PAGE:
Characteristics of Effective Public Speaking
Some effective speakers are born communicators who can break all the rules and still hit a home run every time. However, anyone can adopt a few characteristics of great speakers to deliver effective remarks. Powerful speaking is an acquired ability that requires a combination of many skills, practiced until they are second nature.
First-rate speakers leave nothing to chance. They evaluate the event and the audience, decide on their message and objective, craft a great speech and rehearse it out loud until it is second nature. A trick known to the best speakers: read the speech when rehearsing from the exact copy you'll use at the event. And ask for a run-through if you will be using a teleprompter.
Know Your Stuff
Effective speakers are masters of their subjects. They know far more than a single speech can reveal. They are able to take the most relevant information and improvise knowledgeably in a pinch. This is the secret to supreme confidence and the sense of authority that reassures an audience. Deliver this information in a clear and logical progression. Tell them what you are going to tell them, then tell them. Remind them of what you just told them. Give your audience plenty of opportunities to absorb your message.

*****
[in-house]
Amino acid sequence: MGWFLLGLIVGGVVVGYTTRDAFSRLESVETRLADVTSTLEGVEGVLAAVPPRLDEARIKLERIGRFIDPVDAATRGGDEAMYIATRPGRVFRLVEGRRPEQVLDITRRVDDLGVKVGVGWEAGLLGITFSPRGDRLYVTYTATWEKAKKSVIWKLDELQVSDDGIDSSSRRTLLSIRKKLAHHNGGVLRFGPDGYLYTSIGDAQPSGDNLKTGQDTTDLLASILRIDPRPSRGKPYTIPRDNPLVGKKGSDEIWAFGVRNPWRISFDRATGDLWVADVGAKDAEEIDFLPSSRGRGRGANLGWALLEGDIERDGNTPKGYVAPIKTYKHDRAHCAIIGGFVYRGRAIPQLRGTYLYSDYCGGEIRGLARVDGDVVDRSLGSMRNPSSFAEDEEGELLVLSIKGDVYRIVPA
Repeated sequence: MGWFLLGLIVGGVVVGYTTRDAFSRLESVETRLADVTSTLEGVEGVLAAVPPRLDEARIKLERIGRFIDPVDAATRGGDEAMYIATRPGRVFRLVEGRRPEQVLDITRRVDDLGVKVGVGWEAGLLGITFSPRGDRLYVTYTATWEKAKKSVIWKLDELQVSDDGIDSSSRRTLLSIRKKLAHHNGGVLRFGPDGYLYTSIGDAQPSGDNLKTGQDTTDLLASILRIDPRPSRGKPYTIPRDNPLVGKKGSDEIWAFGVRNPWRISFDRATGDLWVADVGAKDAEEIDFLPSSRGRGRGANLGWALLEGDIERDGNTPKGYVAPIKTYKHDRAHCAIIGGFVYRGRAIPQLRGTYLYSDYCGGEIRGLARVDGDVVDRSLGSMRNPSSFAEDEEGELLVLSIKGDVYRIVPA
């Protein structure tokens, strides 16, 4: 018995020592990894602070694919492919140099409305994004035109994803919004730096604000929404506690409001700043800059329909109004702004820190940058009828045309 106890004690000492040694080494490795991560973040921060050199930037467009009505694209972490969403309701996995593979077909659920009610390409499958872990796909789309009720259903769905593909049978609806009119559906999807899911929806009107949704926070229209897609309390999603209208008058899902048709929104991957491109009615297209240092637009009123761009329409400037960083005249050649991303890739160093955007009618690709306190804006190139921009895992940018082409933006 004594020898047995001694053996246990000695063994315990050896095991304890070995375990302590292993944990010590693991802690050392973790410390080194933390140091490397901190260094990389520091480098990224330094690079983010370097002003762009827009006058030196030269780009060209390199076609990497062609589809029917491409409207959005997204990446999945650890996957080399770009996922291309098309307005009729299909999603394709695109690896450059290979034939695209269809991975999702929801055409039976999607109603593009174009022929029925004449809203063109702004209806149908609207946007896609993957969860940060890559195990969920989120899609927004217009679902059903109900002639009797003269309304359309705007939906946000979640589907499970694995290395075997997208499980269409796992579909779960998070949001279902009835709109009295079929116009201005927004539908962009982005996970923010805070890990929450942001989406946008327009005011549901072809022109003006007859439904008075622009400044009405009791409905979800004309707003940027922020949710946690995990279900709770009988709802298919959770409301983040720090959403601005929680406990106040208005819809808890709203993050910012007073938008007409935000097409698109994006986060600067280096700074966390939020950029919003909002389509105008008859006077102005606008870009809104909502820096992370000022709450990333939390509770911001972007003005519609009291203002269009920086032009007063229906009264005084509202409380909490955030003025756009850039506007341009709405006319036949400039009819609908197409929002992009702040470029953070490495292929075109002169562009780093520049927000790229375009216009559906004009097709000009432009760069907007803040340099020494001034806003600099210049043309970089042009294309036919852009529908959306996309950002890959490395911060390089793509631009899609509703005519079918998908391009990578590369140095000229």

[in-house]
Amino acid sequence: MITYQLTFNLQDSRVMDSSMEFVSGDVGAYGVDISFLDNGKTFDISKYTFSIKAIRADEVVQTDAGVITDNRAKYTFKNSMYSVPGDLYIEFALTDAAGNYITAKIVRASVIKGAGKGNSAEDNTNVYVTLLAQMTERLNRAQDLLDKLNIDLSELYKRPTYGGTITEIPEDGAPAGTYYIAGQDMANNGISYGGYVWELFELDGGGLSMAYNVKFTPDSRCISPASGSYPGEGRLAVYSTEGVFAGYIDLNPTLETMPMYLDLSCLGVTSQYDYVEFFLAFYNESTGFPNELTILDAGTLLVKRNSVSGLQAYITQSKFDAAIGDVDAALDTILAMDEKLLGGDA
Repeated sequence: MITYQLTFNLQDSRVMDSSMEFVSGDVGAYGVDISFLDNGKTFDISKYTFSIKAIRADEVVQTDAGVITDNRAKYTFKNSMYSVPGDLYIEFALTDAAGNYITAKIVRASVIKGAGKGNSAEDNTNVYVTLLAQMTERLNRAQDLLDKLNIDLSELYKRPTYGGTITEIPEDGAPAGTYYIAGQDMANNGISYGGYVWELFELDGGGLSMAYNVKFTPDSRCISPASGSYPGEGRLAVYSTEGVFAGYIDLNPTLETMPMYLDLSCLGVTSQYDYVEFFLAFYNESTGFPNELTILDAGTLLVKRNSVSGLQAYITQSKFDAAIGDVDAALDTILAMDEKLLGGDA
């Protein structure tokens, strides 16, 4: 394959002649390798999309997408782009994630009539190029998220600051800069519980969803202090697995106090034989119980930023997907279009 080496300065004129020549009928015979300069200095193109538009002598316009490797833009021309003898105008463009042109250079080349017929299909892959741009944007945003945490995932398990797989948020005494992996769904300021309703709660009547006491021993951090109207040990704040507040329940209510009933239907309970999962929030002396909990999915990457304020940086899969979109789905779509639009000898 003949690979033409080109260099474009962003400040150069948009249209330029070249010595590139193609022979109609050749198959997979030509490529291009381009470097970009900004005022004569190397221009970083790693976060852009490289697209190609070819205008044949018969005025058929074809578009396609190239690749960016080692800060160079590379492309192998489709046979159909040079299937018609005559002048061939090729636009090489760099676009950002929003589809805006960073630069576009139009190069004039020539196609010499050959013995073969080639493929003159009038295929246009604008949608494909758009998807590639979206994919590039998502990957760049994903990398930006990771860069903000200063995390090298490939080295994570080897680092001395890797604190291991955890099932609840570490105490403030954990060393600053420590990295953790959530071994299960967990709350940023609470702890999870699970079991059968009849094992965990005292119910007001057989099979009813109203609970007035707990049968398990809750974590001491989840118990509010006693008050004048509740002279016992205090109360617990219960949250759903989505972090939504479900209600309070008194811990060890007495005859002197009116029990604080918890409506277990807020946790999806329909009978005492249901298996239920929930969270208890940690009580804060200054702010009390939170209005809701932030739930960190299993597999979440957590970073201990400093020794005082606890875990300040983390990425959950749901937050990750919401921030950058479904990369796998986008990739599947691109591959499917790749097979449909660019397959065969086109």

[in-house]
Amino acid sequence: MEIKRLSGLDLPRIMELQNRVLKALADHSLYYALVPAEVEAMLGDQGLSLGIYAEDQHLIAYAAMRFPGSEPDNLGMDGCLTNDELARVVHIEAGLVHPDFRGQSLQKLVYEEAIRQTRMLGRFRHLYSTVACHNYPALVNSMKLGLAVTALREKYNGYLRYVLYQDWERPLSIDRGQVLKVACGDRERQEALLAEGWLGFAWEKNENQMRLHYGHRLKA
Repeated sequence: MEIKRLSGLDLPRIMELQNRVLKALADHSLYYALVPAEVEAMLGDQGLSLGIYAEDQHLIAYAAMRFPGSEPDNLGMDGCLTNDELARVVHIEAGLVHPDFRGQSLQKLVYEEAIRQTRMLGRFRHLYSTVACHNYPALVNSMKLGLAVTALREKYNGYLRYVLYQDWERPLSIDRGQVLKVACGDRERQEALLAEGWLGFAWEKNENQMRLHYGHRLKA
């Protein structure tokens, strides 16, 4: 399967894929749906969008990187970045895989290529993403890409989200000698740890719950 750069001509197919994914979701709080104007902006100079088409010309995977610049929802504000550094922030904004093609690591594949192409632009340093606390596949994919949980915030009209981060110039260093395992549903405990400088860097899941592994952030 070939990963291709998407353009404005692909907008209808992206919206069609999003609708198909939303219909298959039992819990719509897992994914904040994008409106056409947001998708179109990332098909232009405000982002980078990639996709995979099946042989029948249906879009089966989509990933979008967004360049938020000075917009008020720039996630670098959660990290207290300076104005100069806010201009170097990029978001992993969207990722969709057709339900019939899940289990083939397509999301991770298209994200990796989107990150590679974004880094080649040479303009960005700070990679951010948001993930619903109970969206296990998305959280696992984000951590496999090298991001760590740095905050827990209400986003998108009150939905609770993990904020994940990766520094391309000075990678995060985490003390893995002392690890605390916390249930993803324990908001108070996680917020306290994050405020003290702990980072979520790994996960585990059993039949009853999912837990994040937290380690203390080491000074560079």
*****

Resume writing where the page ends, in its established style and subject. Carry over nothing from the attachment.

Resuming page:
Make Your Presence Known
A commanding public speaker uses conversational tones, enunciates clearly and can project to the back of the room with ease. Work on your vocal quality and make sure you are breathing in a relaxed manner. Practice with a microphone so you can use it like a pro. Wear clothing appropriate to the occasion and be sure it's not too tight, too short, too bright or too patterned. Check your posture and develop a secure, confident stance that does not include slouching or leaning on the podium.
Love Your Subject, Laugh at Yourself
Show your enthusiasm for the event and for your subject. Passion is persuasive. The best speakers convert people with the power of their own beliefs, but they balance that intensity with mild, self-deprecating humor. A humorous opening remark puts an audience at ease and a comfortable audience is primed to believe the message they hear.
Connect, Convince, Conclude
Make eye contact gradually and continuously in every part of the room. Polished speakers are graceful and neither look like they are following a tennis match nor stare fixedly at one spot. But they do use “speaker’s eye contact.” Look at people in the audience but don’t linger and get distracted by their energy. Convincing speakers maintain control of the pace and the audience’s attention. A final note on attention: say what you have to say - no more, no less. Then say thank you and sit down. The most effective speakers are the ones who always leave an audience wanting more. Those are the speakers who get asked back.
Benna Crawford has been a journalist and New York-based writer since 1997. Her work has appeared in USA Today, the San Francisco Chronicle, The New York Times, and in professional journals and trade publications. Crawford has a degree in theater, is a certified Prana Yoga instructor, and writes about fitness, performing and decorative arts, culture, sports, business and education .